Incompressible interfacial flows here refer to those incompressible flows possessing multiple distinct, immiscible fluids separated by interfaces of arbitrarily complex topology. A prototypical example is free surface flows, where fluid properties across the interface vary by orders of magnitude. Interfaces present in these flows possess topologies that are not only irregular but also dynamic, undergoing gross changes such as merging, tearing, and filamenting as a result of the flow and interface physics such as surface tension and phase change. The interface topology requirements facing an algorithm tasked to model these flows inevitably leads to an underlying Eulerian methodology. The discussion herein is confined therefore to Eulerian schemes, with further emphasis on finite volume methods of discretization for the partial differential equations manifesting the physical model. Numerous algorithm choices confront users and developers of simulation tools designed to model the timeun...
unknown title
"... An energy preserving formulation for the simulation of multiphase turbulent flows. In this manuscript we propose an energy preserving formulation for the simulation of multiphase flows. The new formulation reduces the numerical diffusion with respect to previous formulations dealing with multiple ph ..."
Abstract
 Add to MetaCart
(Show Context)
An energy preserving formulation for the simulation of multiphase turbulent flows. In this manuscript we propose an energy preserving formulation for the simulation of multiphase flows. The new formulation reduces the numerical diffusion with respect to previous formulations dealing with multiple phases, which makes this method to be especially appealing for turbulent flows. In this work we discuss the accuracy and conservation properties of the method in various scenarios with large density and viscosity jumps across the interface including surface tension effects. 1
Numerical Modeling of Incompressible Flow Applied to Casting Processes
"... ”Diese Dissertation ist auf den Internetseiten der Hochschulbibliothek online verfügbar ” “entering the field of mathematics means risking the obliteration of the ‘ego ’ “ Part of: ..."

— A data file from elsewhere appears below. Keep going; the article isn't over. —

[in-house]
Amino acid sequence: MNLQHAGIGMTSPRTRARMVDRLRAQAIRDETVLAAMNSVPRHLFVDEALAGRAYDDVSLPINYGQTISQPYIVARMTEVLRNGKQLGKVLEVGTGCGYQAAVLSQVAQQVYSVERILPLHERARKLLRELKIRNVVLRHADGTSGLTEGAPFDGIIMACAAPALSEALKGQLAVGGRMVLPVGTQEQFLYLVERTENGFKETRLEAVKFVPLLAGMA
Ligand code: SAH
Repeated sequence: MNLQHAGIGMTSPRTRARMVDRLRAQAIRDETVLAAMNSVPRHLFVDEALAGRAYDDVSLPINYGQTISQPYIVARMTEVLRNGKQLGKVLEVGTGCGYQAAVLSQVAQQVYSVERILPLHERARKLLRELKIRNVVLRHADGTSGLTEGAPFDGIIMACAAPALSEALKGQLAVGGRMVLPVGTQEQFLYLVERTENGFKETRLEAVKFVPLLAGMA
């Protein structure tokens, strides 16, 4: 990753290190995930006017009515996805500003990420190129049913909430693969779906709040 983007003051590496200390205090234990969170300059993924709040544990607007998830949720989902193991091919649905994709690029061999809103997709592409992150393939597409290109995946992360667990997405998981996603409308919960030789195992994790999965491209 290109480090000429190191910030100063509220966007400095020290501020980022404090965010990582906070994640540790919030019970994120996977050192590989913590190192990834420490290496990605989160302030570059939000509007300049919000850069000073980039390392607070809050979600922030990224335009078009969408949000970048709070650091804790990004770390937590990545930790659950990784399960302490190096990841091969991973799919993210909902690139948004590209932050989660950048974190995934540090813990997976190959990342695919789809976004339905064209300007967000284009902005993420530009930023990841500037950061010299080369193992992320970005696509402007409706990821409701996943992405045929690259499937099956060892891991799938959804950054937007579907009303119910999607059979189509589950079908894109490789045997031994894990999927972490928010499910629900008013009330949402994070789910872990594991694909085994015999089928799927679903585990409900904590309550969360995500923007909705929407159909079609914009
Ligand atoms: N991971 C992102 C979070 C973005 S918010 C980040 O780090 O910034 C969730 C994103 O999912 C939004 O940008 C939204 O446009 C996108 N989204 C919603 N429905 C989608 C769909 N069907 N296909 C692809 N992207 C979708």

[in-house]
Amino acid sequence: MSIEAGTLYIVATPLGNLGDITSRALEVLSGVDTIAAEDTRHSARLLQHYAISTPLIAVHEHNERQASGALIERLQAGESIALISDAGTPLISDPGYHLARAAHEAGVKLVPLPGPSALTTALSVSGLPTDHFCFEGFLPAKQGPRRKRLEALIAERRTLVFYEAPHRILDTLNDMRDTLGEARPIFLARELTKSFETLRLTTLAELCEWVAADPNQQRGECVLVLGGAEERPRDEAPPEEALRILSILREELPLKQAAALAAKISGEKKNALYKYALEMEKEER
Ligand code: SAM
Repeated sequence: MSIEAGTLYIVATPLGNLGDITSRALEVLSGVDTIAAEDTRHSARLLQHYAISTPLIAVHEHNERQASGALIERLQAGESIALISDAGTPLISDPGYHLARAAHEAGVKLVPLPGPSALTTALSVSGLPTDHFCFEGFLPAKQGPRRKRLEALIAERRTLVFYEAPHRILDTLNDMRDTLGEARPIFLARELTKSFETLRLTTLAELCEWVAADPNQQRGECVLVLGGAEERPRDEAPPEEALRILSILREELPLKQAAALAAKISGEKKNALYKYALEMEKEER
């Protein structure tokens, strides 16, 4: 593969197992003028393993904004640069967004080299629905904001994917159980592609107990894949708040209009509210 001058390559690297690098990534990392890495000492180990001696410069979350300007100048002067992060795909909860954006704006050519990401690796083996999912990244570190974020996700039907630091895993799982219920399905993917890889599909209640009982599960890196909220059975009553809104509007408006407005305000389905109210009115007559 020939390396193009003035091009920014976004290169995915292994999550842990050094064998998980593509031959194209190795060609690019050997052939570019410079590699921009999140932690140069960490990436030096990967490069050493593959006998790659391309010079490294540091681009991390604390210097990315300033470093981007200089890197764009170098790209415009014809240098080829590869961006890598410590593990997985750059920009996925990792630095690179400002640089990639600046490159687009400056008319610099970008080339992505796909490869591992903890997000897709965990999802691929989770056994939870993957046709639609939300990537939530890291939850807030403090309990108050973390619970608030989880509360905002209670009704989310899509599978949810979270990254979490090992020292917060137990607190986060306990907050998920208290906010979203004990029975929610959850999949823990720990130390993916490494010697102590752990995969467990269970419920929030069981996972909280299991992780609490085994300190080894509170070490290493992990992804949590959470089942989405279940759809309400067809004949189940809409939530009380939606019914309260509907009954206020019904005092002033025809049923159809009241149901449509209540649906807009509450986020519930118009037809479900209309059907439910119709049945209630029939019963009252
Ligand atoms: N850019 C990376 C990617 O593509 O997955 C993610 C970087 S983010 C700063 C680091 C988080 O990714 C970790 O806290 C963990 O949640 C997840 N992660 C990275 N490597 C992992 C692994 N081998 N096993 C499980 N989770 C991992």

Abstract
 Add to MetaCart
(Show Context)
”Diese Dissertation ist auf den Internetseiten der Hochschulbibliothek online verfügbar ” “entering the field of mathematics means risking the obliteration of the ‘ego ’ “ Part of:
The New Incompressible Flow Capabilities in LSDYNA
"... Over the past year, efforts have been underway to extend LSDYNA’s extensive list of capabilities to include an incompressible CFD solver. The focus of this paper is on the secondorder approximate projection method used in LSDYNA to solve the timedependent NavierStokes equations. In order to add ..."
Abstract
 Add to MetaCart
(Show Context)
Over the past year, efforts have been underway to extend LSDYNA’s extensive list of capabilities to include an incompressible CFD solver. The focus of this paper is on the secondorder approximate projection method used in LSDYNA to solve the timedependent NavierStokes equations. In order to address the computational demands of the implicit pressure field, LSDYNA relies, in part, upon an Aconjugate projection technique coupled with the preconditioned conjugate gradient method and subdomain preconditioners. Results of timedependent laminar and largeeddy simulations are used to illustrate the effectiveness of the projectionbased preconditioned conjugate gradient method coupled with the secondorder approximate projection flow solver. As a new physics option in LSDYNA, the incompressible flow solver complements the existing compressible fluid/ALE simulation capabilities.